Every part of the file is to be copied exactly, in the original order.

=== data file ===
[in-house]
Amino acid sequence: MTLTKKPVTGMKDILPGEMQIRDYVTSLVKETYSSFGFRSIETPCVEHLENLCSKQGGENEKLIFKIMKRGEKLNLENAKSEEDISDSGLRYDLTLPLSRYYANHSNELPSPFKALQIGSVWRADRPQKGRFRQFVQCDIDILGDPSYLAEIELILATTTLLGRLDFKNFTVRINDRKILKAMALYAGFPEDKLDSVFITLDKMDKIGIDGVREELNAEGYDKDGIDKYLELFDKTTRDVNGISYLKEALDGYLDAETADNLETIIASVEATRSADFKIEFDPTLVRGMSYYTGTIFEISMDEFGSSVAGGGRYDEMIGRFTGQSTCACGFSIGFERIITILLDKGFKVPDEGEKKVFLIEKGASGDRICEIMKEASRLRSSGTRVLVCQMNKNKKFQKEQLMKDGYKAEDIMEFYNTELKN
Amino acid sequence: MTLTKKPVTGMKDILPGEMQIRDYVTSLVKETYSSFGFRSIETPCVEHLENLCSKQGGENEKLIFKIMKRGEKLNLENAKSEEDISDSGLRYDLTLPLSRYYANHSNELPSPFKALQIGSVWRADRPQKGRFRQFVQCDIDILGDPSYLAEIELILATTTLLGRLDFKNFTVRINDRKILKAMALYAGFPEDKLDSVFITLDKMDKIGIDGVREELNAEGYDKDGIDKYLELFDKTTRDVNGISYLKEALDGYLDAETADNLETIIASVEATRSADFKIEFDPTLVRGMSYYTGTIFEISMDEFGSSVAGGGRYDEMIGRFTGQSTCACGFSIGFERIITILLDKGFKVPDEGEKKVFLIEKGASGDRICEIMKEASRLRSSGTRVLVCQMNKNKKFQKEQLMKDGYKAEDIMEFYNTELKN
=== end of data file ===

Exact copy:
[in-house]
Amino acid sequence: MTLTKKPVTGMKDILPGEMQIRDYVTSLVKETYSSFGFRSIETPCVEHLENLCSKQGGENEKLIFKIMKRGEKLNLENAKSEEDISDSGLRYDLTLPLSRYYANHSNELPSPFKALQIGSVWRADRPQKGRFRQFVQCDIDILGDPSYLAEIELILATTTLLGRLDFKNFTVRINDRKILKAMALYAGFPEDKLDSVFITLDKMDKIGIDGVREELNAEGYDKDGIDKYLELFDKTTRDVNGISYLKEALDGYLDAETADNLETIIASVEATRSADFKIEFDPTLVRGMSYYTGTIFEISMDEFGSSVAGGGRYDEMIGRFTGQSTCACGFSIGFERIITILLDKGFKVPDEGEKKVFLIEKGASGDRICEIMKEASRLRSSGTRVLVCQMNKNKKFQKEQLMKDGYKAEDIMEFYNTELKN
Amino acid sequence: MTLTKKPVTGMKDILPGEMQIRDYVTSLVKETYSSFGFRSIETPCVEHLENLCSKQGGENEKLIFKIMKRGEKLNLENAKSEEDISDSGLRYDLTLPLSRYYANHSNELPSPFKALQIGSVWRADRPQKGRFRQFVQCDIDILGDPSYLAEIELILATTTLLGRLDFKNFTVRINDRKILKAMALYAGFPEDKLDSVFITLDKMDKIGIDGVREELNAEGYDKDGIDKYLELFDKTTRDVNGISYLKEALDGYLDAETADNLETIIASVEATRSADFKIEFDPTLVRGMSYYTGTIFEISMDEFGSSVAGGGRYDEMIGRFTGQSTCACGFSIGFERIITILLDKGFKVPDEGEKKVFLIEKGASGDRICEIMKEASRLRSSGTRVLVCQMNKNKKFQKEQLMKDGYKAEDIMEFYNTELKN